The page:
With energy prices breaking records and climate catastrophe closing in, one would think that any promising initiative to reduce hardware on the roads and the CO2 emissions that come with it, would get funded. Especially when capital, both public and private, is in abundance. The European Union has reserved over two trillion euros for rebuilding after the Covid-19 pandemic. Private investment funds, even if currently in a more cautious mode than when stock markets were hitting new records, are also loaded.
Traffic has proven to be the most challenging sector when it comes to cutting down CO2 emissions. Electric cars hold a promise but are only a part of the solution. The answer is not just to change the power source but to reduce power usage. This means moving more efficiently and flexibly than in a private car. MaaS, not owning a car and choosing the smartest way to move for each particular moment and need, holds an enormous promise to change things and eventually alter how we view mobility. But it is moving along frustratingly slowly. Why are cities, countries, and the EU refusing this opportunity?
We are in a bureaucratic gridlock of our own making. When cities want something new, they publish a request for tender, receive bids, choose a winner, and wait for things to happen. This approach usually works when you build something that has existed before, like a road or a bridge. But when creating a new reality that requires behavioral change, a tender does not bring together the public and the private interests.
Instead of running local pilots that add up to little or trying to build nationwide platforms that choke on complexity, the EU should focus on kickstarting markets. MaaS could be pushed beyond a tipping point by replacing the unambitious pilots on the supply side with serious pilots on the demand side.
One way to do this would be to hand out vouchers, lots of them. EU could, for example, pull 100 million euros out of its over 800 billion NextGenerationEU recovery plan, pick three cities and make a 50/50 deal with local authorities in each one. EU would provide 33 million to each area, and another 33 million would come from the town’s coffers. Then the money would be handed out to local folks as multimodal vouchers to get around.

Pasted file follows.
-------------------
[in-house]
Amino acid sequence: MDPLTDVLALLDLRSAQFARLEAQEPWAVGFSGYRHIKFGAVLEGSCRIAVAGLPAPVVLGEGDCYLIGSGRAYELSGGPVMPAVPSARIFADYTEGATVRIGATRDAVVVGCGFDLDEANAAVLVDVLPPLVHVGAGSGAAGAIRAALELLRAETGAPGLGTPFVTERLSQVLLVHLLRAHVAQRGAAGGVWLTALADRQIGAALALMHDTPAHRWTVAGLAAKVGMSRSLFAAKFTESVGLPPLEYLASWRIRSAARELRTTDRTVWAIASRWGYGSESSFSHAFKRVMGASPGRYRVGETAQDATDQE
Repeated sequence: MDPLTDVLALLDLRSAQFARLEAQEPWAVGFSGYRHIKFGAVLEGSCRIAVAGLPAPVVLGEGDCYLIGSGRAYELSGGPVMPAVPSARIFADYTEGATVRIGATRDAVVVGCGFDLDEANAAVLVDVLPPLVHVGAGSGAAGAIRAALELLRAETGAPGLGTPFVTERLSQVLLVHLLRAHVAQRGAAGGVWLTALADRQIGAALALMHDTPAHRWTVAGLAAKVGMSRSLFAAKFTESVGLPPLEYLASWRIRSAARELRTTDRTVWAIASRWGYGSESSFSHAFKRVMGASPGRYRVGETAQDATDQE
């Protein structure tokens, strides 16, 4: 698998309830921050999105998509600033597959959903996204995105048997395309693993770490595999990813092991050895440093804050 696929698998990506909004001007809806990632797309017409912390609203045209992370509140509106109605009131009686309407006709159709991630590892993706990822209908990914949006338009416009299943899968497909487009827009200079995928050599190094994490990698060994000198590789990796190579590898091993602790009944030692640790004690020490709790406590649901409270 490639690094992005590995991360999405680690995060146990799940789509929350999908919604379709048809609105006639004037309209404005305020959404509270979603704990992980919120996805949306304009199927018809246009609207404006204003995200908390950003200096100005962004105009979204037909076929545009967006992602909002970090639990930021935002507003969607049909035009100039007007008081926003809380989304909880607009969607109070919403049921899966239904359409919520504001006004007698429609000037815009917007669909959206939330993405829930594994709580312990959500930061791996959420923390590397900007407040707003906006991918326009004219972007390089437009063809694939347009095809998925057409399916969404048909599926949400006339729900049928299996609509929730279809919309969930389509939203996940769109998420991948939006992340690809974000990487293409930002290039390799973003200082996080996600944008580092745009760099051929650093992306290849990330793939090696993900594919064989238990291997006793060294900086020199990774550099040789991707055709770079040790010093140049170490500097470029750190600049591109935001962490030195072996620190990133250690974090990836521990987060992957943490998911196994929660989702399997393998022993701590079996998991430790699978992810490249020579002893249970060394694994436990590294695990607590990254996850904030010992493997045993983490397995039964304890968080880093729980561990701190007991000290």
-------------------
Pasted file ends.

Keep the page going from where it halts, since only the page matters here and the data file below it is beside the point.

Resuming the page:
The catch is the monitoring of emissions. The vouchers would only be valid for choices that reduce the carbon footprint per capita and the number of cars on the roads. Operators with an ecological modal split (what modes of transport are used and in what proportion) and falling CO2 emissions would be allowed to participate. Others would not. Another requirement for the cities would be to ensure that plenty of private choices are available. You need several relevant competing actors to kickstart a market. Subsidizing a local transport authority with vouchers would not make any sense. Coupons to use public transport may be a good social policy in some cases, but it has nothing to do with developing a market.
In this model, the consumers would choose the winners, not the municipality. They’d give their money and vouchers to those actors that offer the most convenient service or combination of services, while the authorities would see that they meet the environmental goals. As a result, a critical mass of demand for MaaS would be reached on a whim (yes, pun intended), and the city would invite new investments and innovators like crazy.
When the governments have wanted to get the wind power or electric car markets going, instead of building turbines or cars, the public sector has chosen to hand out subsidies that have quickly taken these markets to the next level. The same would be the right course of action to boost MaaS. Right now, many countries are subsidizing company cars; instead, they should support reducing them.
It is high time we took the energy and climate crises seriously also in transport. Europe should take decisive steps to become the number one market for MaaS. If it decides not to do this, the European emissions will keep growing until one day, MaaS solutions developed in Asia, the USA, Latin America, or Africa take over. This is a pattern we’ve seen so many times in many industries, for example, in media, computers, e-commerce, and micromobility. Slow, regulation-focused, indecisive culture hands the market to others on a silver platter.
This doesn’t need to be so. Two European success stories we should learn from come to mind. Europe took decisive steps to build Airbus to change the aviation market and succeeded. Likewise, when the Nordic countries wanted to develop the telecommunications industry quickly, they took decisive steps to let the markets do the work and succeeded. The same spirit and visionary action are needed now – more than ever.